Though his bid wasn’t taken seriously by most people, it enabled him to set out his views on things that needed to change to begin to foster the equality of all people. Four years after the election of Lyndon Johnson, Dizzy not only found the Faith and became a Baha’i, he also was not shy in talking about it publicly every time he had a chance. He embraced the Baha’i concept of progressive revelation – and was pleased to announce how music evolved in the same way religion had evolved over the decades:
All the evidence inescapably demonstrates that the principal influence in the gradual civilizing of human character, far from being a simple endowment of nature, has been the effect produced on the rational soul by the guidance of the successive Messengers of God. It has been through Their intervention, and through it alone, that the peoples of the world, of whatever nation or religion, have learned the values and ideals that have empowered them to put material resources and technological means at the service of human betterment. – The Universal House of Justice, 26 November 2003, to the Baha’is in Iran, p. 3.
Just as God sent new messengers to educate human society about spiritual truth, so had the development of music passed from one talented player and composer to others, growing along the way to enhance a changing world.
Q: Can you tell us some of the challenges you faced in writing this book?
A: Being a little old white lady, my biggest challenge has been to try to understand Dizzy’s life and experiences from a point of view necessarily limited by my own upbringing and conditioning. Luckily, he wrote an autobiography to tell his story in his own words, so a good foundation exists to help me get things right. Also, lots of television and film footage features Dizzy’s music, and his personality shines through during interviews and in the patter in his performances.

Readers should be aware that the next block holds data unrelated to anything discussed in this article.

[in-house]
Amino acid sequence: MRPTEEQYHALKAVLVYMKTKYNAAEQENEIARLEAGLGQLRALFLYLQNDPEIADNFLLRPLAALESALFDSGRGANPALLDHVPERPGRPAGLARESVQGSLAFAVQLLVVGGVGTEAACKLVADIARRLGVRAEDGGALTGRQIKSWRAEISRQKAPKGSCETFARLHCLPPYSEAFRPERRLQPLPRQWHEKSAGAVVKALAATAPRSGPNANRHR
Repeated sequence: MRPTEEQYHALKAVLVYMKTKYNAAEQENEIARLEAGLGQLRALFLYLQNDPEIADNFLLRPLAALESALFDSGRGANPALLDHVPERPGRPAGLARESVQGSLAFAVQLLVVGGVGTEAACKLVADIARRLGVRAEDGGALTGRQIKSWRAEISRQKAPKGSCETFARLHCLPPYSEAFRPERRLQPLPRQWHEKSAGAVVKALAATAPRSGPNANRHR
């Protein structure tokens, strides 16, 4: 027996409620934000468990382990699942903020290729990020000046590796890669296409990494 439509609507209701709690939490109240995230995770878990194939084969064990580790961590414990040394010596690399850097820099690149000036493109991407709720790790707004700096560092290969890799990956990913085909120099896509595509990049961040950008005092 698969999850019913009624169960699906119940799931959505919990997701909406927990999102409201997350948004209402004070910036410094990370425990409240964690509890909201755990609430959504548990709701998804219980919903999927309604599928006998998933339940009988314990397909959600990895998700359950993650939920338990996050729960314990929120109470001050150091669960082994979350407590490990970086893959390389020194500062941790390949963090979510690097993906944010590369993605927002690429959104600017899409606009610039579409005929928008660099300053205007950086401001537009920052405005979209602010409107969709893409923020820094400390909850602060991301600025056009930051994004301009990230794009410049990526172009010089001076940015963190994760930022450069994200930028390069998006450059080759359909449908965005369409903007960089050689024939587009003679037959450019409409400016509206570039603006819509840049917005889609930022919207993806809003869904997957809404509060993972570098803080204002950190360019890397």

Further below in this article are some sample links, from among my media favorites that are included in my book.
Q: What do you hope young readers get after reading this book, its take-away message?
A: When you believe in yourself and work hard, you can reach your full potential. I also love that Dizzy’s encounter and acceptance of the Faith brought about transformation away from old habits, even in the last thirty years of his life. Throughout his years, he loved people, supported young musicians, and was much loved by his family and coworkers. When I was growing up, I loved a series of biographies published by Bobbs-Merrill Co. I was hungry for true-life stories of heroic people. I hope the books in the Change Maker series do the same for kids growing up today.
Susan Engle’s new book – John Birks “Dizzy” Gillespie: A Man, a Trumpet, and a Journey to Bebop.
For more Dizzy, YouTube has some gems:
“Groovy Man” shows Dizzy in 1947 leading his big band. His sense of humor shines through in the lyrics: “He thought he was the cream of the crop, but he beeped when he should have bopped.”
“Hot House” shows Dizzy in 1951 with Charlie Parker, whom Dizzy called “the other half of my heartbeat.”
“Umbrella Man” shows two great trumpet players, Dizzy and Louis Armstrong, in 1959 on the Jackie Gleason TV Show.
“Dizzy Gillespie Quintet” shows Dizzy playing in 1966 on a British TV show called Jazz 625. This episode of the program showcases Dizzy’s and James Moody’s music along with Dizzy’s characteristic chatter between songs
“Salt Peanuts” shows one performance in the 1970s in which Dizzy teaches the audience to sing along.